An agreement by EU governments to give the US Homeland Security Department details of all passengers flying between the EU and the US has been cast in doubt by one of the EU’s top law officers.
The Advocate General, the top legal advisor of the European Court of Justice, says that last year’s air passenger data agreement must be annulled because it breached EU law.
The challenge to the agreement was taken by the European Parliament.
MEPs believed the EU Commission and the national governments had exceeded their powers in agreeing to give data on EU citizens to a foreign government.
In advice to the court published today, the Advocate General agrees with the MEPs.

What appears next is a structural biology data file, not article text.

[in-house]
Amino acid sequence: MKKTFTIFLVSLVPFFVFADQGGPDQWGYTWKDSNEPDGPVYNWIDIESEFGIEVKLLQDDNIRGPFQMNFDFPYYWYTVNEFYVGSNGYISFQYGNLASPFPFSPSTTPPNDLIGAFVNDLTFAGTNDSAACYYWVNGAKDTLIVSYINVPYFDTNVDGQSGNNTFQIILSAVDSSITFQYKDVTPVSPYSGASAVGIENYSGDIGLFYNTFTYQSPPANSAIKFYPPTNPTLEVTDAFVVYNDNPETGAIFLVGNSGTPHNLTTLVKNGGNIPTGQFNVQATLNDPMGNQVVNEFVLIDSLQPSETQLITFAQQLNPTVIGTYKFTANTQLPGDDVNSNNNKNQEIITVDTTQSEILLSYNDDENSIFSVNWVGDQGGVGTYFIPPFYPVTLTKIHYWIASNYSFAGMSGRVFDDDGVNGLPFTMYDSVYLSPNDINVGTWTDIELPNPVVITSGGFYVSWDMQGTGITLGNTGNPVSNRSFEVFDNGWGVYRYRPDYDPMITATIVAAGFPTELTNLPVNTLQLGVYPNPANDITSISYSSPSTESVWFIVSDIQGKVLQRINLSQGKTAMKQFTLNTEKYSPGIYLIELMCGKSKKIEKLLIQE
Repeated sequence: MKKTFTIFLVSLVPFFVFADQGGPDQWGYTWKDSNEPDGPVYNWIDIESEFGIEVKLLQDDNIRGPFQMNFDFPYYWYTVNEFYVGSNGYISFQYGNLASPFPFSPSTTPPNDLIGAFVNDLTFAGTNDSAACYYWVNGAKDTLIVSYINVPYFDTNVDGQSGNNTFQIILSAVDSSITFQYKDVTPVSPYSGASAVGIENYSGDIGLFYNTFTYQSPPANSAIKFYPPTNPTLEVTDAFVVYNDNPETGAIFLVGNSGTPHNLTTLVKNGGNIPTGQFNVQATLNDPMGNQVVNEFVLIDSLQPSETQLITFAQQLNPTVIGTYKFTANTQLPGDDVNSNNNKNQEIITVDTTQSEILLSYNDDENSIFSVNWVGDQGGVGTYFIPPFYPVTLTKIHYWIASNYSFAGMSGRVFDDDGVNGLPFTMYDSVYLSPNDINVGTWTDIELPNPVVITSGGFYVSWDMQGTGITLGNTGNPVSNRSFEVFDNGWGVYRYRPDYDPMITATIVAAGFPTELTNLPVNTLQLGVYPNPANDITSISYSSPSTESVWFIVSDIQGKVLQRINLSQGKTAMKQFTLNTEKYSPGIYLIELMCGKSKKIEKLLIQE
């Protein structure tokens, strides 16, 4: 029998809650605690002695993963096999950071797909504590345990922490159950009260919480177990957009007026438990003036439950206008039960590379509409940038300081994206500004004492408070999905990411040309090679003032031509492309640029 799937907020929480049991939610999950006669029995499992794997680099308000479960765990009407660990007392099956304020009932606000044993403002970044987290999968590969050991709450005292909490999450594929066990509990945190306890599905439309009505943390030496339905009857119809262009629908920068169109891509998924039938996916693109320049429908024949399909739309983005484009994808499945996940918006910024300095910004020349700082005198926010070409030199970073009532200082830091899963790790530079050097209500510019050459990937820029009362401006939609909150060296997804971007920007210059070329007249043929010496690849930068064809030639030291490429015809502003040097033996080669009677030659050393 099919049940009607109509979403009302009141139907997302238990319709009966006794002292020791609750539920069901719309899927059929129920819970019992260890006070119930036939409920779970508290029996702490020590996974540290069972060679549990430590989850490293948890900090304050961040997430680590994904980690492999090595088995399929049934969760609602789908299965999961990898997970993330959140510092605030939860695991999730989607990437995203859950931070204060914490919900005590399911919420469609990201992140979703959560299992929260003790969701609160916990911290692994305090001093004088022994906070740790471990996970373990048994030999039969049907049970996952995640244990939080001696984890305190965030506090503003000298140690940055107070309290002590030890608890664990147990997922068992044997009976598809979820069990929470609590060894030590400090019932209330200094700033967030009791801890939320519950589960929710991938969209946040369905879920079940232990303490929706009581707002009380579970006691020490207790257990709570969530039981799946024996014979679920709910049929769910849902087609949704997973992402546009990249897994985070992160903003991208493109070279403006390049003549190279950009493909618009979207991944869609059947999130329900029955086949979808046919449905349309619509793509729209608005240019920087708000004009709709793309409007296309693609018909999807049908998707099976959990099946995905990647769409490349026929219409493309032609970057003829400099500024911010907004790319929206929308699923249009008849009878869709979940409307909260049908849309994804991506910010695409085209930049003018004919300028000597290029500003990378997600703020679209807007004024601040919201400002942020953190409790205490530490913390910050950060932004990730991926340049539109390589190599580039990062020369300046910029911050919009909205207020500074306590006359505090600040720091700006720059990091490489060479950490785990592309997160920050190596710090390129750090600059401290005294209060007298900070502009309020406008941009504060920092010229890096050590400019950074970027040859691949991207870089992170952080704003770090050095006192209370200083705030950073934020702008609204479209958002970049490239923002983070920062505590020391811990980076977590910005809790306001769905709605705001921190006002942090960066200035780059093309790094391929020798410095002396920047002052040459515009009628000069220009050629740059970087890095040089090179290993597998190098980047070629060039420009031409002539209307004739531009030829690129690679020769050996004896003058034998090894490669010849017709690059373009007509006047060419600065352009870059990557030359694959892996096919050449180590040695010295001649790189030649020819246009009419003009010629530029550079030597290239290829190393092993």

He says the commission and the European Council were wrong to use Article 95 of the EU treaty, which deals with the circulation of data within the single market, as the legal basis for a measure intended to fight terrorism and international crime.
The Advocate General recommends that the court annuls the decision, which was taken during the Irish Presidency of the EU.
The Luxembourg-based European Court of Justice accepts the opinion of the Advocate General in about 80% of cases.